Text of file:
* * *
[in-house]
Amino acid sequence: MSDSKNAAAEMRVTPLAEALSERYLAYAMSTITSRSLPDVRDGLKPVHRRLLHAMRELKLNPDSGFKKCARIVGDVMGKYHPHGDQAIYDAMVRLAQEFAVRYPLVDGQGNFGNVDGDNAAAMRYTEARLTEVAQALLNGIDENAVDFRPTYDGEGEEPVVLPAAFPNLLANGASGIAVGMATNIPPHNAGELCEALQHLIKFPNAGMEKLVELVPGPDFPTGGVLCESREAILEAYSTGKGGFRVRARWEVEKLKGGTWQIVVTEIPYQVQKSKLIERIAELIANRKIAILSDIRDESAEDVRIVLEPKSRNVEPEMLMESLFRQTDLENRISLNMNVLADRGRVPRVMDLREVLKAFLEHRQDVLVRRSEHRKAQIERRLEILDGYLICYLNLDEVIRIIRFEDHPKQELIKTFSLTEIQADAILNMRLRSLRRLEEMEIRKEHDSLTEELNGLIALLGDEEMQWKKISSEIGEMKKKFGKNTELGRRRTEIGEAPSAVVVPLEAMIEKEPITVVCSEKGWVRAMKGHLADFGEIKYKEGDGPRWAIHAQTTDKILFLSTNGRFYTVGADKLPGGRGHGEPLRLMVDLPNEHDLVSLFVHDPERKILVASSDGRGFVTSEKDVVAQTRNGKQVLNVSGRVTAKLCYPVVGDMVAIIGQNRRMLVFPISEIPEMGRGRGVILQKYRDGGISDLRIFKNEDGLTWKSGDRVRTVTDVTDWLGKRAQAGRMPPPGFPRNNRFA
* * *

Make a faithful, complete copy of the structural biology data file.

[in-house]
Amino acid sequence: MSDSKNAAAEMRVTPLAEALSERYLAYAMSTITSRSLPDVRDGLKPVHRRLLHAMRELKLNPDSGFKKCARIVGDVMGKYHPHGDQAIYDAMVRLAQEFAVRYPLVDGQGNFGNVDGDNAAAMRYTEARLTEVAQALLNGIDENAVDFRPTYDGEGEEPVVLPAAFPNLLANGASGIAVGMATNIPPHNAGELCEALQHLIKFPNAGMEKLVELVPGPDFPTGGVLCESREAILEAYSTGKGGFRVRARWEVEKLKGGTWQIVVTEIPYQVQKSKLIERIAELIANRKIAILSDIRDESAEDVRIVLEPKSRNVEPEMLMESLFRQTDLENRISLNMNVLADRGRVPRVMDLREVLKAFLEHRQDVLVRRSEHRKAQIERRLEILDGYLICYLNLDEVIRIIRFEDHPKQELIKTFSLTEIQADAILNMRLRSLRRLEEMEIRKEHDSLTEELNGLIALLGDEEMQWKKISSEIGEMKKKFGKNTELGRRRTEIGEAPSAVVVPLEAMIEKEPITVVCSEKGWVRAMKGHLADFGEIKYKEGDGPRWAIHAQTTDKILFLSTNGRFYTVGADKLPGGRGHGEPLRLMVDLPNEHDLVSLFVHDPERKILVASSDGRGFVTSEKDVVAQTRNGKQVLNVSGRVTAKLCYPVVGDMVAIIGQNRRMLVFPISEIPEMGRGRGVILQKYRDGGISDLRIFKNEDGLTWKSGDRVRTVTDVTDWLGKRAQAGRMPPPGFPRNNRFA